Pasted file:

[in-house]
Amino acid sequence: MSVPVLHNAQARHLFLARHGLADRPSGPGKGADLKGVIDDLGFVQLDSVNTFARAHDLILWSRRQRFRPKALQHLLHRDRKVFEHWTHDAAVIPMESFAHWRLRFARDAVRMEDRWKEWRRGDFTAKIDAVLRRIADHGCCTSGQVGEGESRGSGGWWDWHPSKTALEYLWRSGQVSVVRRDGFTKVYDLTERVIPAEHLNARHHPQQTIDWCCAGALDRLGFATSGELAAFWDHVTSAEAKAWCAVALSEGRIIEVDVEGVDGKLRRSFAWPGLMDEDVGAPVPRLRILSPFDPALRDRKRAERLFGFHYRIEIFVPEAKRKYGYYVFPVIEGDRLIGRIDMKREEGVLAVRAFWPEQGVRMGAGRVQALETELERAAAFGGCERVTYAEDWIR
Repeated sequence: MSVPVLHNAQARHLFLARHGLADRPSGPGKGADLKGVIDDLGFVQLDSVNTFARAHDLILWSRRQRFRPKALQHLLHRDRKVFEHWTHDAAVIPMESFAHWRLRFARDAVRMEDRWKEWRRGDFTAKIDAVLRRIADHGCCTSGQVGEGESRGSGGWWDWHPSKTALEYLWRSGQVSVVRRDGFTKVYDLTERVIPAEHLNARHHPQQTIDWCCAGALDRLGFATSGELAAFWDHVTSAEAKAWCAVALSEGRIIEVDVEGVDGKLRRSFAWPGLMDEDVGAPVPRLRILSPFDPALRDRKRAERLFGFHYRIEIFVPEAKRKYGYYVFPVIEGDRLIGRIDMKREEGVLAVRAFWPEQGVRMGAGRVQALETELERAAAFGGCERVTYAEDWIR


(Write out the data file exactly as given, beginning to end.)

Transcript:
[in-house]
Amino acid sequence: MSVPVLHNAQARHLFLARHGLADRPSGPGKGADLKGVIDDLGFVQLDSVNTFARAHDLILWSRRQRFRPKALQHLLHRDRKVFEHWTHDAAVIPMESFAHWRLRFARDAVRMEDRWKEWRRGDFTAKIDAVLRRIADHGCCTSGQVGEGESRGSGGWWDWHPSKTALEYLWRSGQVSVVRRDGFTKVYDLTERVIPAEHLNARHHPQQTIDWCCAGALDRLGFATSGELAAFWDHVTSAEAKAWCAVALSEGRIIEVDVEGVDGKLRRSFAWPGLMDEDVGAPVPRLRILSPFDPALRDRKRAERLFGFHYRIEIFVPEAKRKYGYYVFPVIEGDRLIGRIDMKREEGVLAVRAFWPEQGVRMGAGRVQALETELERAAAFGGCERVTYAEDWIR
Repeated sequence: MSVPVLHNAQARHLFLARHGLADRPSGPGKGADLKGVIDDLGFVQLDSVNTFARAHDLILWSRRQRFRPKALQHLLHRDRKVFEHWTHDAAVIPMESFAHWRLRFARDAVRMEDRWKEWRRGDFTAKIDAVLRRIADHGCCTSGQVGEGESRGSGGWWDWHPSKTALEYLWRSGQVSVVRRDGFTKVYDLTERVIPAEHLNARHHPQQTIDWCCAGALDRLGFATSGELAAFWDHVTSAEAKAWCAVALSEGRIIEVDVEGVDGKLRRSFAWPGLMDEDVGAPVPRLRILSPFDPALRDRKRAERLFGFHYRIEIFVPEAKRKYGYYVFPVIEGDRLIGRIDMKREEGVLAVRAFWPEQGVRMGAGRVQALETELERAAAFGGCERVTYAEDWIR